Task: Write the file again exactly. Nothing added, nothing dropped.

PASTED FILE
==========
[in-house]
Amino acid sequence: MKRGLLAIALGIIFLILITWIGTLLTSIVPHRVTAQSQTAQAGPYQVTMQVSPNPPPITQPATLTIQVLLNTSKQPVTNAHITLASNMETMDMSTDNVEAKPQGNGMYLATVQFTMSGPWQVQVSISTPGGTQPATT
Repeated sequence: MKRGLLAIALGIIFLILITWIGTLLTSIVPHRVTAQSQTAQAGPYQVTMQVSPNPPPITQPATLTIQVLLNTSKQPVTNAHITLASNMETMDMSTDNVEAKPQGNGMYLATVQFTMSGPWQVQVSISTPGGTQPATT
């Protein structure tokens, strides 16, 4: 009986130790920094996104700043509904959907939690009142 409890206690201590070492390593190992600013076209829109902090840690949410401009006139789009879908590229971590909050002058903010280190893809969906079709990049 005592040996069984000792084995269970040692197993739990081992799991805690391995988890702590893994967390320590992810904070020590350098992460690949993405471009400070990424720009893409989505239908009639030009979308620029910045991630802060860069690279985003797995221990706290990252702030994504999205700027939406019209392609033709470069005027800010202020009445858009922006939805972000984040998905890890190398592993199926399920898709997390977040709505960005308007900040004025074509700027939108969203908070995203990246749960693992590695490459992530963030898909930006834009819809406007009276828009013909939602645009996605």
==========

[in-house]
Amino acid sequence: MKRGLLAIALGIIFLILITWIGTLLTSIVPHRVTAQSQTAQAGPYQVTMQVSPNPPPITQPATLTIQVLLNTSKQPVTNAHITLASNMETMDMSTDNVEAKPQGNGMYLATVQFTMSGPWQVQVSISTPGGTQPATT
Repeated sequence: MKRGLLAIALGIIFLILITWIGTLLTSIVPHRVTAQSQTAQAGPYQVTMQVSPNPPPITQPATLTIQVLLNTSKQPVTNAHITLASNMETMDMSTDNVEAKPQGNGMYLATVQFTMSGPWQVQVSISTPGGTQPATT
């Protein structure tokens, strides 16, 4: 009986130790920094996104700043509904959907939690009142 409890206690201590070492390593190992600013076209829109902090840690949410401009006139789009879908590229971590909050002058903010280190893809969906079709990049 005592040996069984000792084995269970040692197993739990081992799991805690391995988890702590893994967390320590992810904070020590350098992460690949993405471009400070990424720009893409989505239908009639030009979308620029910045991630802060860069690279985003797995221990706290990252702030994504999205700027939406019209392609033709470069005027800010202020009445858009922006939805972000984040998905890890190398592993199926399920898709997390977040709505960005308007900040004025074509700027939108969203908070995203990246749960693992590695490459992530963030898909930006834009819809406007009276828009013909939602645009996605």